To: E-favoriteWhat do I think of Christopher Hitchens saying that the Jews were never held in Egyptian captivity and never wandered the dessert for 40 years? Is that what you’re asking? I don’t think anything about it. My beliefs do not depend on any one verse from the Bible nor any one story or parable from the Bible, which may be proven to be in error, or wrong, at some time in the future. However, in general, almost all commentary on the events portrayed in the Bible by both those trying to prove it, and those trying to disprove it, are all speculative in nature, and my relgious beliefs do not depend on other people’s speculations. So, that is why Christopher Hitchens’s assertions of his own atheism do not trouble me. It is pretty clear to me, why he is so dramatic, and even a little obnoxious in his declartions: he is mimiccing conservative and orthodox Christians who are themselves, with complete and unaware ignorance, just as obnoxious as he is. In my opinioin, there is a primitive kind of Christianity, which would include all forms of Christian fundamentalism. And then, there is a more sophistocated Christianity, which comes from many long years of study and contemplation, under the correct and proper circumstances. I think it is a shame that many people have come to equate all Christians with “primitive” Christian belief, when that is not the case.

  • Julius Orange

    The horoscope is even more pointless when you consider that they are based on ancient star formations that have since shifted in the firmament. So not only are people following this bunk, but it’s not even the correct bunk for them. Everybody reading these are really reading the wrong Horoscope – that is if there was such a thing as a right one, which, as you know, there is not. However, I would point out that in defense of calling horoscopes “harmless” there are no current wars that I can think of between various factions of the Zodiac. We do not have to read every day that a Gemini blew themselves up in a market frequented by Capricorns.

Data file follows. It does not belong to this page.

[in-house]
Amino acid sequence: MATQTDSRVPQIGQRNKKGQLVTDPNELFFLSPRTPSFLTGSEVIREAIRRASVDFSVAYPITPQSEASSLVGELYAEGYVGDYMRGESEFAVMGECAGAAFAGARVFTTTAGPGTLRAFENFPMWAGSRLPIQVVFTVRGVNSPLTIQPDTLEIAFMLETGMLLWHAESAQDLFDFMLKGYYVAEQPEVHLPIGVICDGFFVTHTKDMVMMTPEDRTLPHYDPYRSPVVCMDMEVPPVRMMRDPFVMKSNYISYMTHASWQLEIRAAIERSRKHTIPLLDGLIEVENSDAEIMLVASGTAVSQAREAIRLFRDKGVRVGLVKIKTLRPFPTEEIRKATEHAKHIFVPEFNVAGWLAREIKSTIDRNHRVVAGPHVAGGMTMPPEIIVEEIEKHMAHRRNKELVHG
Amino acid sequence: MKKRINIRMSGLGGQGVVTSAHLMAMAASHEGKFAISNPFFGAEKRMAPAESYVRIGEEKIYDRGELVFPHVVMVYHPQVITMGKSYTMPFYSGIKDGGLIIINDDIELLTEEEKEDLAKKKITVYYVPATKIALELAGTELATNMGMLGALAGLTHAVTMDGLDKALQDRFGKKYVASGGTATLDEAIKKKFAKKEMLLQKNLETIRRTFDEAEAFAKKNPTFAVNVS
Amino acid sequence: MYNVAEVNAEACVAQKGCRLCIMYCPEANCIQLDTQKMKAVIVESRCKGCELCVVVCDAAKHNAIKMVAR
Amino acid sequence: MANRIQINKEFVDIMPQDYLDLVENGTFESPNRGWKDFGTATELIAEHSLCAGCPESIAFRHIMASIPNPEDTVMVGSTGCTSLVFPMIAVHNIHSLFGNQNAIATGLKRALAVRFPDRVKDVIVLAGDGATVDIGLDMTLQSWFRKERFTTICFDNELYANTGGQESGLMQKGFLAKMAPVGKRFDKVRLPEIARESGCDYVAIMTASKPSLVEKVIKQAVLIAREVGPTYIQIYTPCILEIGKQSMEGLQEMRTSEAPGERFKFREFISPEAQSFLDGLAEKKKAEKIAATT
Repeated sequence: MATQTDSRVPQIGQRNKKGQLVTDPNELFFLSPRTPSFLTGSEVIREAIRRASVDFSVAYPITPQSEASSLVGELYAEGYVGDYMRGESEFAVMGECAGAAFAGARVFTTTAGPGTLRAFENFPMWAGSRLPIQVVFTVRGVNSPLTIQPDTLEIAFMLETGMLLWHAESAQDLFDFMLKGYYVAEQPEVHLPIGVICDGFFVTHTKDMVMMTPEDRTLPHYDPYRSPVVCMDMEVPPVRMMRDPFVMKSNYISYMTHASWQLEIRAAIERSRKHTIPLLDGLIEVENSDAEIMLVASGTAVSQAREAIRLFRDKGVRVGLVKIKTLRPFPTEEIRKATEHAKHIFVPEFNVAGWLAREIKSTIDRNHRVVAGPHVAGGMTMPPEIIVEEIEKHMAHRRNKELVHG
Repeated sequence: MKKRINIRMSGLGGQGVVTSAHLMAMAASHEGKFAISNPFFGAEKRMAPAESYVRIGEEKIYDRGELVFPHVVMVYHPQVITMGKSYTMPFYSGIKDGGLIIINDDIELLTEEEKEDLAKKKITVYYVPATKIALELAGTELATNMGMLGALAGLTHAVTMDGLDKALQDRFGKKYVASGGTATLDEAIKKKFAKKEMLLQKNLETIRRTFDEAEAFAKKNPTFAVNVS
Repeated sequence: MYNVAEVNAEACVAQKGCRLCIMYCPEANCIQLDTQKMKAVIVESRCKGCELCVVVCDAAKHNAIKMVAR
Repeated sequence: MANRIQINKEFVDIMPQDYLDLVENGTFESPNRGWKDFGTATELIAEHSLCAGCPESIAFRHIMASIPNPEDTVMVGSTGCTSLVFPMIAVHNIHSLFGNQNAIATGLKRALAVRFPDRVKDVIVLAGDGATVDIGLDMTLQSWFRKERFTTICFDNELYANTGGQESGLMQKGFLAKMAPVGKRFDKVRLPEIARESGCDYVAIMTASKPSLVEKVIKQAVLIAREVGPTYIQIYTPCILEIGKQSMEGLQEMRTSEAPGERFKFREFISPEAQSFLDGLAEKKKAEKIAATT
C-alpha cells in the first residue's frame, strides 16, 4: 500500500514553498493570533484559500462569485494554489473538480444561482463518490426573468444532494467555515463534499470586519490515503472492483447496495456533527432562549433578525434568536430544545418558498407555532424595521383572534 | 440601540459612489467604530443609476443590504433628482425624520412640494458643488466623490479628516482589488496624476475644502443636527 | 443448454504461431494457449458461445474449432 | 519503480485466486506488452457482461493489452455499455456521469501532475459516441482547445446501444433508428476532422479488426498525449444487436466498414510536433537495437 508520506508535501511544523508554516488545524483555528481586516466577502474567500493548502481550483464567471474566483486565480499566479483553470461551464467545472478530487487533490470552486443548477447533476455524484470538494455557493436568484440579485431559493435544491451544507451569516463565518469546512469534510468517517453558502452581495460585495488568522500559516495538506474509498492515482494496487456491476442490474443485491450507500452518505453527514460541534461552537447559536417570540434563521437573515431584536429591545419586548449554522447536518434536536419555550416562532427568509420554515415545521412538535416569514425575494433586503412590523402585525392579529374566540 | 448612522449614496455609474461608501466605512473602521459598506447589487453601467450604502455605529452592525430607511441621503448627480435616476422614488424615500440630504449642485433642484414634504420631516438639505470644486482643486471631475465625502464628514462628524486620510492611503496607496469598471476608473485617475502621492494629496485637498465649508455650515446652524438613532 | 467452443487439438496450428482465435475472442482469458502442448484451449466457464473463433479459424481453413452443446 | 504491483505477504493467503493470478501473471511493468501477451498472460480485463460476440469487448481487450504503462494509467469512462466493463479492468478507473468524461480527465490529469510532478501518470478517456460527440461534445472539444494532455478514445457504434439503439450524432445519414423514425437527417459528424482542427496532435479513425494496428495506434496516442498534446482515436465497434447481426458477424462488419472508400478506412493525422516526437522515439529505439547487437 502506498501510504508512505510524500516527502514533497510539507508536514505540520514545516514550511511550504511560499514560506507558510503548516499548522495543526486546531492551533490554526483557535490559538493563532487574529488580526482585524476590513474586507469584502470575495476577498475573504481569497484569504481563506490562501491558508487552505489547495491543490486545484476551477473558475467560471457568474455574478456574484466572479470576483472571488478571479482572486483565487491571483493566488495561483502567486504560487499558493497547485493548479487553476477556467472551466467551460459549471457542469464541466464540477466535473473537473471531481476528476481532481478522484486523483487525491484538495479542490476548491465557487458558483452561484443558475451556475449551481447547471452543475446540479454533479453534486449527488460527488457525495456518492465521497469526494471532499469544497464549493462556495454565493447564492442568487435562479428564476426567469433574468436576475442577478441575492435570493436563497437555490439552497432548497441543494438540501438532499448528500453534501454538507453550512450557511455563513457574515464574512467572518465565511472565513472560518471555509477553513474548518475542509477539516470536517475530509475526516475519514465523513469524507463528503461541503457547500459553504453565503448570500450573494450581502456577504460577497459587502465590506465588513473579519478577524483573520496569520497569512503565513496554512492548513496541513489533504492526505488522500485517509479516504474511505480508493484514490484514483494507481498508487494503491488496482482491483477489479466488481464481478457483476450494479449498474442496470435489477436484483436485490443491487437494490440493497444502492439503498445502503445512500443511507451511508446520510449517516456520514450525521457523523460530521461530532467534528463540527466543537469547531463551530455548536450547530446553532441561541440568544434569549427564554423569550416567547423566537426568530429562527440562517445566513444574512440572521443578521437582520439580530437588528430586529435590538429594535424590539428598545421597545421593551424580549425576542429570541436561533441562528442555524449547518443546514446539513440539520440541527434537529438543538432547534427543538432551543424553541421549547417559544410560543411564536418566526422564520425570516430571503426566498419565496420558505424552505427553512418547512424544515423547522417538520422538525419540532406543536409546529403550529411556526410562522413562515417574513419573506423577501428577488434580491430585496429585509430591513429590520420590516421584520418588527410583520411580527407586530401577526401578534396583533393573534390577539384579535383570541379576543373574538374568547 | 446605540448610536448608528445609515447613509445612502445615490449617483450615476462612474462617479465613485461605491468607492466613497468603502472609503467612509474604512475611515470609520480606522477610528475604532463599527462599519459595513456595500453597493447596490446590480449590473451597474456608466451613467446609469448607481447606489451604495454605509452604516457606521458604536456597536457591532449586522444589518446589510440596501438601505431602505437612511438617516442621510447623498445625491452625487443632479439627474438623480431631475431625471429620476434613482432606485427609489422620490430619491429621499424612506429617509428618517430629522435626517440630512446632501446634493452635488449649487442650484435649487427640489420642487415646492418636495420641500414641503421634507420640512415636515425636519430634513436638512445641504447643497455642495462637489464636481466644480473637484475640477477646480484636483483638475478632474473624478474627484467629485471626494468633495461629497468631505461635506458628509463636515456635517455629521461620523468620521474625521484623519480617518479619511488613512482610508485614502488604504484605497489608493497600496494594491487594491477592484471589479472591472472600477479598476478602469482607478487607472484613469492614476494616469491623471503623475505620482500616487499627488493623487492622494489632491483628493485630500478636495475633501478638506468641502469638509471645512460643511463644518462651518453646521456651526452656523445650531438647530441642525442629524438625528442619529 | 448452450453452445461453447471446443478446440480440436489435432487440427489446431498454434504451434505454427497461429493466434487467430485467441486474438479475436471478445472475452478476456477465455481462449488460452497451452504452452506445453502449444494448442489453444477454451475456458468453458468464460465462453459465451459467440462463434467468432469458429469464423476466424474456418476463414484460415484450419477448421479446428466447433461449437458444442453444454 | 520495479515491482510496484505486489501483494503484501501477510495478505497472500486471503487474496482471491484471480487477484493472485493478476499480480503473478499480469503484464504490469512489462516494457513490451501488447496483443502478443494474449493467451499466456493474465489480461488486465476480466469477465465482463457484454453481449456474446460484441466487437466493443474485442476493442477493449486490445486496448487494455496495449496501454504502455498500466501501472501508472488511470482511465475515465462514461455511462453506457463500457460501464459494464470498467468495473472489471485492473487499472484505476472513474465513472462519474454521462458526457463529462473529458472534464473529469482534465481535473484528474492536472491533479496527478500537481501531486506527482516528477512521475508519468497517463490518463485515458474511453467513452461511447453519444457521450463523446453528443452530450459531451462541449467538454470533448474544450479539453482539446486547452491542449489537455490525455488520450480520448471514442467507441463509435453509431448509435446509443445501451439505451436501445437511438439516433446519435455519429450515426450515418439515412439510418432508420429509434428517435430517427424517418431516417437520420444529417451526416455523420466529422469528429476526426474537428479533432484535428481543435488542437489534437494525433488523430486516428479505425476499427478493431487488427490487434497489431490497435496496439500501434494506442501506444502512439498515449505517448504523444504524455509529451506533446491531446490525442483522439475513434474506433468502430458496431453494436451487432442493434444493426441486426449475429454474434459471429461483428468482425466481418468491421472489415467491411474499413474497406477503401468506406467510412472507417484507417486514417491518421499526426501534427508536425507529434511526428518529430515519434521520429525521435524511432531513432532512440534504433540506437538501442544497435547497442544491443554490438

• CPWDC

    Mr. Mark – The fact that you can use terms related to an equus asinus, but an equus asinus cannot do so vice versa, is the very proof that evolution i.e. natural selection, did at least not have said equus asinus in mind when distilling favorable traits enabling you and I to exchange comments, asinine or otherwise, in a blog.

  • E favorite

    Daniel – thanks for getting back to me. What DO your beliefs depend on? Are you going to ask your minister about Exodus?Terra – You’re right – Hitchens IS an aries – born April 13th – Thomas Jefferson’s birthday. I know this because it was just in the news – he became an American citizen that day, at the Jefferson memorial.Jwest – I have seen I Ching books, but never opened one – will do so on my next trip to Borders, where, by the way, Mr Mark – Hitchens’ book was displayed prominently at first, on a table near the entrance – before it was supposed to come out. I bought it! A week later, it was hidden upstairs in the religion section (actually, right next to it, in the fast-growing atheism section).I can’t wait to see where it is now that it’s an official bestseller.

  • Russell D.

    E-Fav:How much is the book going for? I am gonna shell out some dough to buy it. Michael:

  • George

    Hitchens = Moron

  • Aaron Zisser